Mr. Mikhail Wehbe
I take pleasure in thanking the President of Mexico and the friendly people and Government of Mexico for their warm hospitality extended to us during our attendance at this Conference in the city of Monterrey, a city surrounded by beautiful mountains.
At the outset, I wish to express our support for the statement made by the President of Venezuela on behalf of the Group of 77.
This gathering of world leaders today in Monterrey must lead to a clear and serious commitment that will make the twenty-first century, a century of real development by mobilizing international, regional and national financial resources and enacting necessary legislation. The developing and developed countries must fulfil their commitments.
International technical and financial cooperation is a must for development. That cooperation nevertheless currently faces difficult circumstances, since credit conditions and debt servicing constitute heavy burdens for developing countries. Preventing many countries from accessing technology on various pretexts does not contribute to development in these countries.
World leaders affirmed in the Millennium Declaration their determination to achieve durable and just peace in all places of the world, in accordance with the purposes and principles of the Charter. The leaders reiterated in the Monterrey Consensus that development and peace are interdependent.
However, the absence of peace in the region of the Middle East, due to the continued Israeli occupation of Arab territories, is a major obstacle to sustainable development. It contributes to creating a climate of instability and adversely influences efforts to establish any strategy aimed at attracting external and internal investments, not to mention the large allocations made to defence expenditures. That increases the debt burden of the Arab countries, despite the efforts being made by those countries in order to achieve development. Nevertheless, under current occupation, true sustainable development remains a distant goal.
Developing countries were clear in their message to this Conference. As a developing country, Syria wishes to reiterate these important points.
First, it is important to open the markets of developed countries fully and comprehensively to the products of developing countries and to lift tariff and other barriers to the entry of such products.
Secondly, we must increase the current momentum and use all the mechanisms and procedures necessary to alleviate poverty, particularly since the number of poor in the world is over 1.2 billion, of which 900 million face extreme rural poverty. We cannot forget the hundreds of millions of children who are AIDS victims and who face extreme poverty, military conflicts and occupation, as well as the scourge of environmental pollution.
Thirdly, there is diversification of the world’s commercial, developmental, financial and monetary institutions. To achieve the best results, these institutions must find the means to establish a mechanism of cooperation in order to achieve the desired objectives.
Fourthly, with regard to the debt burden of poor countries, every one has confirmed the continuation of efforts aimed at alleviating the debt burden of the least developed countries, as well as of developing countries, and at reviewing loan conditions to alleviate the debt burden of developing countries and the least developed countries. Achieving a just solution to the debt problem is a major element in combating poverty. We welcome the Heavily Indebted Poor Countries initiative for poor countries. Nevertheless, we call for a mechanism to deal with the heavy debts faced by developing countries outside the framework of the Heavily Indebted Poor Countries initiative.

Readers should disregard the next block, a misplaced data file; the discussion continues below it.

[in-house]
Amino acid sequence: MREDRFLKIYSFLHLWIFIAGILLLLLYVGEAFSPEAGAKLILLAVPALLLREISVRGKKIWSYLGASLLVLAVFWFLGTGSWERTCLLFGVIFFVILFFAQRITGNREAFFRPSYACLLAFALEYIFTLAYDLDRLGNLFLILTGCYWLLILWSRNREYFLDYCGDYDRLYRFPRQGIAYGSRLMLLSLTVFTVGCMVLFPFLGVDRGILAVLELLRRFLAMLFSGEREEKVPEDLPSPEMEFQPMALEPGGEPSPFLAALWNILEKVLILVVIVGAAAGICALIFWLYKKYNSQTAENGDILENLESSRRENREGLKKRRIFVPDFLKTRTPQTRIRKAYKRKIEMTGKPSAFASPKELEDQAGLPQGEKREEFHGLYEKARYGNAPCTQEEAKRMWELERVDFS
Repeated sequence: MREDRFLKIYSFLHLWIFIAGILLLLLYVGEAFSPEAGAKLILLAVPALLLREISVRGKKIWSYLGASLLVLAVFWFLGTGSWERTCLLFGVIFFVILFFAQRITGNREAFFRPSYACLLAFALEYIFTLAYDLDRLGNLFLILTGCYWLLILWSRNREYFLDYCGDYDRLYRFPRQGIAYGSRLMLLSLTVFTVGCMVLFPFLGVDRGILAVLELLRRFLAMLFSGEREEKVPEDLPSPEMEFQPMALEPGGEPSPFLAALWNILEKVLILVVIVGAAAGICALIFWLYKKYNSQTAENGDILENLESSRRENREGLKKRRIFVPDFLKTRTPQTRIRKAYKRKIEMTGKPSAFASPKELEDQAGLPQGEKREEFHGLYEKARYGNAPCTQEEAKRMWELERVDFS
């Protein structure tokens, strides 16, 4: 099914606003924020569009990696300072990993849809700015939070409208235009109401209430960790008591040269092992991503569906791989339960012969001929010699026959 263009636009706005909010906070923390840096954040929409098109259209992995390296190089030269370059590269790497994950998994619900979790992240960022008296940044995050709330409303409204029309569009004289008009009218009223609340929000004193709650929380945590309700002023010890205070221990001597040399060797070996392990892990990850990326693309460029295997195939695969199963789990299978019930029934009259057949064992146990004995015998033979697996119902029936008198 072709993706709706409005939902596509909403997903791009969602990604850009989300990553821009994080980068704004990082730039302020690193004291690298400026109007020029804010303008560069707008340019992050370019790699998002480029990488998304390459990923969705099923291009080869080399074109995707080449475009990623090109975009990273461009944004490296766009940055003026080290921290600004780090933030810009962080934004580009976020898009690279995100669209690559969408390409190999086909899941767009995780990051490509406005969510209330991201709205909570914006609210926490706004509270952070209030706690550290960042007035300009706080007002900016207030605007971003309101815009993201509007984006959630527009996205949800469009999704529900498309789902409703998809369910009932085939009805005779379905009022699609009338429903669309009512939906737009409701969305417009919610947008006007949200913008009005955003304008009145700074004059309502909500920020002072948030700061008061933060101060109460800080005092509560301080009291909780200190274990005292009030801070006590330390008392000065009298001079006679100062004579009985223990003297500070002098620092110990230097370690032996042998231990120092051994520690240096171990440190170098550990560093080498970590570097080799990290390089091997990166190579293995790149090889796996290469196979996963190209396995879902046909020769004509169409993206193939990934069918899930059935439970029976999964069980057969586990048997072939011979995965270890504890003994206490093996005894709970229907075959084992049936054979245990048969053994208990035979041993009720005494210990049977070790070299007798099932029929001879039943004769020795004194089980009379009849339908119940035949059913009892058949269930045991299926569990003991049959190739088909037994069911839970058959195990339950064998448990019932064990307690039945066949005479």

Fifthly, all initiatives and statements made yesterday and today point out that donor countries have not adhered to their commitments to achieve the official development assistance objective, which was agreed within the framework of the United Nations, to achieve 0.7 per cent of the gross national product.
Official development assistance is still playing a role in providing financing for developing countries and the least developed countries. Therefore, given widespread globalization and its challenges, those countries must respond to the call of Monterrey and make their best effort in a spirit of good will not only to achieve the 0.7 per cent target, but also to increase that percentage under objective developments.
Sixthly, real development requires genuine political will in order to achieve comprehensive and just solutions to end regional and international conflicts, as well as to enable international financing and external and internal investment to be channelled into the melting pot of sustainable development.
Failure to implement the blueprint of the Millennium Summit in achieving development and its financing will adversely reflects on the credibility of the decisions taken by the Millennium Summit. That motivates us, at Monterrey and elsewhere, to intensify efforts aimed at achieving the Millennium goals and implementing the Monterrey Consensus, which would pave the way for the success of the coming Conference in Johannesburg.
This simple gathering, in this beautiful city, of world leaders at this Conference, which has long been called for, demonstrates the importance of dialogue and of listening to mankind’s suffering. It is a good beginning towards understanding the problems of the South. Monterrey is one step on a long road with many obstacles. We must all cooperate in order to save our peoples from poverty, hunger and deprivation and the tragedies of occupation and armed conflict and to help them achieve sustainable development in order to attain a dignified life for all mankind.
* The text of this statement has been transcribed from audio recordings as the original was not submitted to the Secretariat.